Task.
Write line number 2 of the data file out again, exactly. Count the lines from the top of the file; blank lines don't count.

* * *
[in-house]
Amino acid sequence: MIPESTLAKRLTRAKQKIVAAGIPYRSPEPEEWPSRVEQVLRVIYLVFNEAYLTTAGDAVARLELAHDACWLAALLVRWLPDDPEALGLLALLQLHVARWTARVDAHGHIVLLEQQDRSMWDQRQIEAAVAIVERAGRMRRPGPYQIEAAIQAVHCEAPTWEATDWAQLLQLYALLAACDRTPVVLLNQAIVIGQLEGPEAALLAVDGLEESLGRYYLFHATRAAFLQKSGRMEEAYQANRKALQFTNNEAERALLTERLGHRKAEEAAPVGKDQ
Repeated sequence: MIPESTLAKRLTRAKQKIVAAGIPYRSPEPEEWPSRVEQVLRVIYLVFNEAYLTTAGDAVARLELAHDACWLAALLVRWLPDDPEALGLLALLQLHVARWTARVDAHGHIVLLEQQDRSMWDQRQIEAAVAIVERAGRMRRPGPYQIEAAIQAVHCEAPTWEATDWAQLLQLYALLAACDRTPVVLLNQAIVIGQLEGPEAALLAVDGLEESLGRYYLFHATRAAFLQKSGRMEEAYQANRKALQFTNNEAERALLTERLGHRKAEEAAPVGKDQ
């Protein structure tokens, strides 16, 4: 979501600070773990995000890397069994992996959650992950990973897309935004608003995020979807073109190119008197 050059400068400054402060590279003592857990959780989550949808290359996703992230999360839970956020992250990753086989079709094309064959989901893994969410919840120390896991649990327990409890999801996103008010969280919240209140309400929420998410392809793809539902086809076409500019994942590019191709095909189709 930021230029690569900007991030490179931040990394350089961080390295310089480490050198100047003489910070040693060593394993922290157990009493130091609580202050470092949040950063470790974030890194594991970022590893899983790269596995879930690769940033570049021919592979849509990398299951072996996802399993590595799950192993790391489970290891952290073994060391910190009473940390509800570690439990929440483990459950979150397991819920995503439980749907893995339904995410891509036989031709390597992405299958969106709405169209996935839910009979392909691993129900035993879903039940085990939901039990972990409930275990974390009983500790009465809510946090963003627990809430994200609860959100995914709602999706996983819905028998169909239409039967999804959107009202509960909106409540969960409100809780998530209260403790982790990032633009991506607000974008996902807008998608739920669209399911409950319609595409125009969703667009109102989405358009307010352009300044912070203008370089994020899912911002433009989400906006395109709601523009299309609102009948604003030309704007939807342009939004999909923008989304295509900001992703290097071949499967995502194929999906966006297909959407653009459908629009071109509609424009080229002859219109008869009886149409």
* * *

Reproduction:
Amino acid sequence: MIPESTLAKRLTRAKQKIVAAGIPYRSPEPEEWPSRVEQVLRVIYLVFNEAYLTTAGDAVARLELAHDACWLAALLVRWLPDDPEALGLLALLQLHVARWTARVDAHGHIVLLEQQDRSMWDQRQIEAAVAIVERAGRMRRPGPYQIEAAIQAVHCEAPTWEATDWAQLLQLYALLAACDRTPVVLLNQAIVIGQLEGPEAALLAVDGLEESLGRYYLFHATRAAFLQKSGRMEEAYQANRKALQFTNNEAERALLTERLGHRKAEEAAPVGKDQ